How much medical care people choose to consume is influenced not just by their current health but also by the level of health to which they become accustomed – their ‘reference health’. That is the conclusion of research on Americans’ demand for healthcare by Matt Harris of the University of Tennessee and Jennifer Kohn of Drew University.
Their study, published in the November 2018 issue of the Economic Journal, finds that the level of health to which individuals are accustomed is roughly half as important as their current health in explaining why they consume medical care. In other words, while poor health matters, the path to poor health matters too.
Perhaps more importantly from a policy perspective, programmes such as healthy ageing initiatives that slow the trajectory of health decline, are significantly undervalued if we ignore the effect of reference health. These programmes can provide value to society not just by keeping people healthy for longer, but helping people avoid large sharp drops in their health.
The researchers note that the United States spends more than $3 trillion per year on medical care, but expenses are not evenly distributed over the population. A mere 5% of people incur about half of all medical care spending. Obviously people in poor health tend to consume more medical care than healthy people, but high spenders are not all old and sick.
In fact, fewer than 20% of high spenders report poor health, and of those with poor health the top 5% still account for 40% of spending. Why? It turns out that determining who the heavy consumers of healthcare are is not that simple.
The central tenet of economics is that individuals try to make themselves as happy, or well off, as they can, subject to the limitations they face. In understanding why individuals consume more or less healthcare, economists care not just about individuals’ health, but how people feel about their health.
Harris and Kohn’s work is the first in economics to consider that habituation to a certain level of health may affect the way people feel about their health today, and therefore affect the decisions they make – including how much healthcare to consume.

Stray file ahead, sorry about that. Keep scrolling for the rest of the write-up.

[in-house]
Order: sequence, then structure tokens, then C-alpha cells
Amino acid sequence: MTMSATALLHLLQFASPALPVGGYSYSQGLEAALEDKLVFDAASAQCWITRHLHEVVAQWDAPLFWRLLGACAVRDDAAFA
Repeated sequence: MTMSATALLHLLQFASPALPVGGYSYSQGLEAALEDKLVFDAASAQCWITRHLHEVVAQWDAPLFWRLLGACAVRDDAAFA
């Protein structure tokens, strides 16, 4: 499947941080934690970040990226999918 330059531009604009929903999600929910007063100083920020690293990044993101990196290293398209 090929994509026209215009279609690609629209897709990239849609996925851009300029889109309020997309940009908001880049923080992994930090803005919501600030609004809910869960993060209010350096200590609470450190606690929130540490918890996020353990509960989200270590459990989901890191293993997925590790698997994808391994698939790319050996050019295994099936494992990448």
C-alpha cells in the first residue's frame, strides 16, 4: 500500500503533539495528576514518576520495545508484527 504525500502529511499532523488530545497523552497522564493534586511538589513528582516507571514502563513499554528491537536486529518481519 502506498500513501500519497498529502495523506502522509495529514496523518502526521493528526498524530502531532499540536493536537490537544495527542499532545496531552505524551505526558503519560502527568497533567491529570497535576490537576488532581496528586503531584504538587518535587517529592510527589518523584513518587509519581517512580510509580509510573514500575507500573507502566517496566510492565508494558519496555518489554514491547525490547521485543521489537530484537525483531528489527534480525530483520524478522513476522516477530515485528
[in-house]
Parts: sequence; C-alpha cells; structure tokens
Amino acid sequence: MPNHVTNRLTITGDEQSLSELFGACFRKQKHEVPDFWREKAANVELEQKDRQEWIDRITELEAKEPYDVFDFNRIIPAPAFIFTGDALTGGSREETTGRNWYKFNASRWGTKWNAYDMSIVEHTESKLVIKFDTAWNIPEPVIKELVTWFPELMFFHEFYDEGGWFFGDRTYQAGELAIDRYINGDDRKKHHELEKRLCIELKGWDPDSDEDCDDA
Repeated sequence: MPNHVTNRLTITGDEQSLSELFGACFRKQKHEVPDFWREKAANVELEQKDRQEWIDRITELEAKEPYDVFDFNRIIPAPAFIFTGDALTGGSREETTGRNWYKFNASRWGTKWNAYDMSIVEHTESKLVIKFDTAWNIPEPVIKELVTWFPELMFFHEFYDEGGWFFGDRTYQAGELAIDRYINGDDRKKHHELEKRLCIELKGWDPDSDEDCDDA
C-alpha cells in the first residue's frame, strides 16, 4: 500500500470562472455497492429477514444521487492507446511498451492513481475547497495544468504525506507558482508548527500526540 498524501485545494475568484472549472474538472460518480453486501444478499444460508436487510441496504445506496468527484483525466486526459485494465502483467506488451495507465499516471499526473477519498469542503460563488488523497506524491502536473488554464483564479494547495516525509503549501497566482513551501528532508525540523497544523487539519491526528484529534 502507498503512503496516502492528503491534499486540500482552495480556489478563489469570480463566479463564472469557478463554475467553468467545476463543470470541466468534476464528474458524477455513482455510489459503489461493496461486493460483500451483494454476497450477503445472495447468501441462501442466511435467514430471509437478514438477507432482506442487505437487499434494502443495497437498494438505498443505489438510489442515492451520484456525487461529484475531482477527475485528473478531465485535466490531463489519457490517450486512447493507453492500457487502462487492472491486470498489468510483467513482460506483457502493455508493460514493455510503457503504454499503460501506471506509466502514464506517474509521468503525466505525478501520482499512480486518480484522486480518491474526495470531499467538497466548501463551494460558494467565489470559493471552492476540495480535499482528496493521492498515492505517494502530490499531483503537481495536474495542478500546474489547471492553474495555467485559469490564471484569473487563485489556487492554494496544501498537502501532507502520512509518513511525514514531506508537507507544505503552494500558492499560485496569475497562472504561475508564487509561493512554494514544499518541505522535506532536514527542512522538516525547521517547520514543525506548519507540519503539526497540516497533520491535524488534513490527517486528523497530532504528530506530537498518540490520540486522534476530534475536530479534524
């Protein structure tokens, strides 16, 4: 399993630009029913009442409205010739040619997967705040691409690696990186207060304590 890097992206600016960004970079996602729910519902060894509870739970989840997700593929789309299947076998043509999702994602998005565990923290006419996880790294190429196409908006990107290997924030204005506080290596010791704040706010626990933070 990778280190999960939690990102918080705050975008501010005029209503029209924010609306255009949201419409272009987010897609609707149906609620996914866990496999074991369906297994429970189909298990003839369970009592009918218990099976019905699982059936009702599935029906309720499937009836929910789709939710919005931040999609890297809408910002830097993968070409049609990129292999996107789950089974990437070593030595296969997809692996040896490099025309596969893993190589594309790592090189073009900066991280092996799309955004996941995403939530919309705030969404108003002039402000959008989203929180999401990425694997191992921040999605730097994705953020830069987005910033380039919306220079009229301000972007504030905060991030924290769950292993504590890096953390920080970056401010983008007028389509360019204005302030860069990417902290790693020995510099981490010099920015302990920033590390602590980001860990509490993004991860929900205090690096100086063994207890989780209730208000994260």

The idea of habituation or ‘reference dependence’ has been studied in finance, but this is the first time that the concept has been applied to health. For a financial example of why habituation may affect choices, suppose a person wakes up with a net worth of €2 million. Most people would be exuberant, and may open up their wallets a bit. But the Warren Buffetts or Richard Bransons of the world would feel very differently about this state of affairs and would be likely to tighten their belts while looking to recover.
Therefore, for a given current level of wealth, persons with different reference points for wealth will feel – and act – very differently. An analogous example for health might involve a person currently walking with a limp. That person might feel very differently about this state of affairs if she was previously an elite athlete versus if she was previously bed-ridden.
The new findings indicate that helping people age gradually will generate cost savings by making people less likely to be among the 5% at the deep end of the pool of medical care consumption. Cost-benefit analyses that do not take the role of reference health into consideration may understate the benefits of programmes like healthy ageing initiatives by as much as half, thereby leading to underinvestment.
The new study also has implications for how, and how much, households and society at large save for lifetime healthcare expenses.
‘Reference Health and the Demand for Medical Care’ by Matt Harris and Jennifer Kohn is published in the November 2018 issue of the Economic Journal.